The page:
Body Image Hypocrisy in Modern Media

Original Victoria’s Secret ad 

Victoria’s Secret is a company that is no stranger to critique, due to its immense under-representation of models from diverse backgrounds and different body types. This advertisement for new bras makes a surprising yet entirely unsuccessful attempt at addressing these critiques. The enlarged words reading ‘The perfect “body”’ in the ad clearly tries to make a statement about an important social issue facing women today. Women across the globe are faced with an entirely unrealistic expectation to have the so called ‘perfect’ body. Women with other body types are often left feeling less attractive, a quality valued highly in our materialistic, capitalist society. This problem is made ever worse by the media and their praise of women with one specific body type; skinny. When women see this body type everywhere, it can damage the psyche of women who have any other body type. This can result in many mental and physical health issues such as depression and eating disorders. The issue with this specific advertisement, is that it makes a blanket statement about this idea of the ‘perfect’ body, yet includes exclusively women of that body type. It entirely undermines its attempted social statement. This makes it clear that all the ad is really trying to do is appeal to the masses; the company is not willing to actually make changes in its practices, even if these changes could help change the industry standards and help women and young girls all over the world, of all different and equally beautiful body types, feel represented. They don’t even address the issue in the rest of the ad apart from the single statement; the rest is dedicated to their bra advertising. It’s a pitiful attempt at social justice that is easy to see right through.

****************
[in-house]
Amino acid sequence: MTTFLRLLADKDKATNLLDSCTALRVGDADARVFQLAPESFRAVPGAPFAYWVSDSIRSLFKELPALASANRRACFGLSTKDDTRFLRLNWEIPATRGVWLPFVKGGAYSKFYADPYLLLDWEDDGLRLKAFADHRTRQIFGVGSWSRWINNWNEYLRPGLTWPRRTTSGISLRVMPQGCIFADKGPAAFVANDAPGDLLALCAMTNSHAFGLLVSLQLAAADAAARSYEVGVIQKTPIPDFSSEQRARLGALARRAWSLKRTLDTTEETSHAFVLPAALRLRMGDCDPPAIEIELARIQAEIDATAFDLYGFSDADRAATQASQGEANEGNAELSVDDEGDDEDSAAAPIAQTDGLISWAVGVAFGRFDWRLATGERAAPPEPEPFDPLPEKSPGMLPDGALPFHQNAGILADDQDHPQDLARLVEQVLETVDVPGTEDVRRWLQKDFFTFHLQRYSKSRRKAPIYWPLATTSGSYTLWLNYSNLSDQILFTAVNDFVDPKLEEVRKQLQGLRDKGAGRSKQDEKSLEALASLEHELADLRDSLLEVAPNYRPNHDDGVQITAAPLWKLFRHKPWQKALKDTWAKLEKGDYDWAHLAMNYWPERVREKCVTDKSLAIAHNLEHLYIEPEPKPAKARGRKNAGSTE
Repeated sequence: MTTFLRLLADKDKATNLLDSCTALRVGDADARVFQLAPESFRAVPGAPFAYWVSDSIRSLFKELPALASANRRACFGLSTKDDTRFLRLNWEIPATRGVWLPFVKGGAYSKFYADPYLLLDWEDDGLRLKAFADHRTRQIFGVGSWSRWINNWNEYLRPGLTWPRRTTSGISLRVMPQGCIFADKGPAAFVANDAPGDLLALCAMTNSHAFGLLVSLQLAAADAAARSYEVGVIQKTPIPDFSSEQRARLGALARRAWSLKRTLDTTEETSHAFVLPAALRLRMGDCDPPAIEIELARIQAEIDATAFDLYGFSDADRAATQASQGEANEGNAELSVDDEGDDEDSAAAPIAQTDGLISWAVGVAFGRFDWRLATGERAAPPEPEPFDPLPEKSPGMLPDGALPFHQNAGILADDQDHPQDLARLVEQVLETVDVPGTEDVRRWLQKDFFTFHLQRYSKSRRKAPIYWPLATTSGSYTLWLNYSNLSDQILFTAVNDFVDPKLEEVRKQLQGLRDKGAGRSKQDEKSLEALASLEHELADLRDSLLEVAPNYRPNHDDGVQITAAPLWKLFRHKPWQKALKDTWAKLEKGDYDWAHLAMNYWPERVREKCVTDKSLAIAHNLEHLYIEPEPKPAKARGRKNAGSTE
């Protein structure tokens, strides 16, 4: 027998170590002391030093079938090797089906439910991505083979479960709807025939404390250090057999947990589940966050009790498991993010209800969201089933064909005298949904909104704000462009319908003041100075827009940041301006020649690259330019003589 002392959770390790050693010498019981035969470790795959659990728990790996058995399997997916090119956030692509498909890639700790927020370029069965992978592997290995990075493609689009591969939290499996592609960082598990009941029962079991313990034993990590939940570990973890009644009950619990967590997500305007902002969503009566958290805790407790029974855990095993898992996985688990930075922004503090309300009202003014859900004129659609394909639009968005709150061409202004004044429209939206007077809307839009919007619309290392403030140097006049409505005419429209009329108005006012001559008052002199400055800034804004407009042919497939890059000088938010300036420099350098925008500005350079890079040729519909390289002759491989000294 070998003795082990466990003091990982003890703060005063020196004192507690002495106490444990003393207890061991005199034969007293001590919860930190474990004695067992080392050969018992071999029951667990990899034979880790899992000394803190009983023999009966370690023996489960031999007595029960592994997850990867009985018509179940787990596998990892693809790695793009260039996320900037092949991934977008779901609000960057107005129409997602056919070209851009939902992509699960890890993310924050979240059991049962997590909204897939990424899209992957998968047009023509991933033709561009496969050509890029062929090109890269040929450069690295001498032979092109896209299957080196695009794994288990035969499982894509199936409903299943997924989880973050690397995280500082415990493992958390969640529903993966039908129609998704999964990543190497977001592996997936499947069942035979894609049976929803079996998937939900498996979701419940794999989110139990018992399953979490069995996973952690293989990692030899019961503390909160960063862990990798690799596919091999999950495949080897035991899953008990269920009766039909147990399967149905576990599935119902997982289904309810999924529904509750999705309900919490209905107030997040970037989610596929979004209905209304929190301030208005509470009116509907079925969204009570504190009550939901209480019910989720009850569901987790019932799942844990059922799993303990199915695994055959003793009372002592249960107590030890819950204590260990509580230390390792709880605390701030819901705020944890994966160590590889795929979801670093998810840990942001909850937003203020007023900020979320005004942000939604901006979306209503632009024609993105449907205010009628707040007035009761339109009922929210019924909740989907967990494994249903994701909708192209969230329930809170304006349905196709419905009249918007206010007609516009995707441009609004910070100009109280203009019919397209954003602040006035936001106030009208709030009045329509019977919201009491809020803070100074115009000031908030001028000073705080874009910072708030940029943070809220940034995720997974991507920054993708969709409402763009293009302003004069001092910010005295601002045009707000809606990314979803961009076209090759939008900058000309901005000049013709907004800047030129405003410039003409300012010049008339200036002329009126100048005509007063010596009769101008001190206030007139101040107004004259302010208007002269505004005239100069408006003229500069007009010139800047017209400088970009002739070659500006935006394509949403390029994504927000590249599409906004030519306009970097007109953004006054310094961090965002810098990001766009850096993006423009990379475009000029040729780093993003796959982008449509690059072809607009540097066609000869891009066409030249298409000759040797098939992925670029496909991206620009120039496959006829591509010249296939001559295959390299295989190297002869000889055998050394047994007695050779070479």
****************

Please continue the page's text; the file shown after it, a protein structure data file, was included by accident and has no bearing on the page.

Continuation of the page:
‘Culture Jammed’ Victoria’s Secret ad

This alteration of the original ad reveals the ads complete failure to make any social statement. The original ad has the word ‘body’ in quotation marks with the intent to undermine what the perfect body is. However, with the ad’s complete lack of body diversity, this edited version shows what Victoria’s Secret is truly trying to tell you is perfect. All models shown are tall and thin, the general body type seen in most models and across most media and advertising. By pointing out how ‘perfect’ this body type is, as deemed by society, the recreated ad subverts any pathetic attempt made by Victoria’s Secret to re-define the ideal body. This is again emphasized by inserting the phrase ‘perfectly hypocritical’ in the ad. The original advertisement is clearly and undeniably hypocritical, and this simple statement points it out bluntly. Beneath this, the altered ad also reads ‘explore the “diversity”’. This phrase is crucial to the message of the edited ad because it underlines the main issue with the original ad; there is no diversity in body type. When only one body type is represented, there are millions of women left without images they can relate to in the media. When advertisements such as this one try and make a social statement without putting in any effort, it remains clear where they stand. By using social issues for their own benefit, they undermine the importance of the issue itself. If companies want to enact change and be a part of a progressive political movement, they must work on changing their own standards first.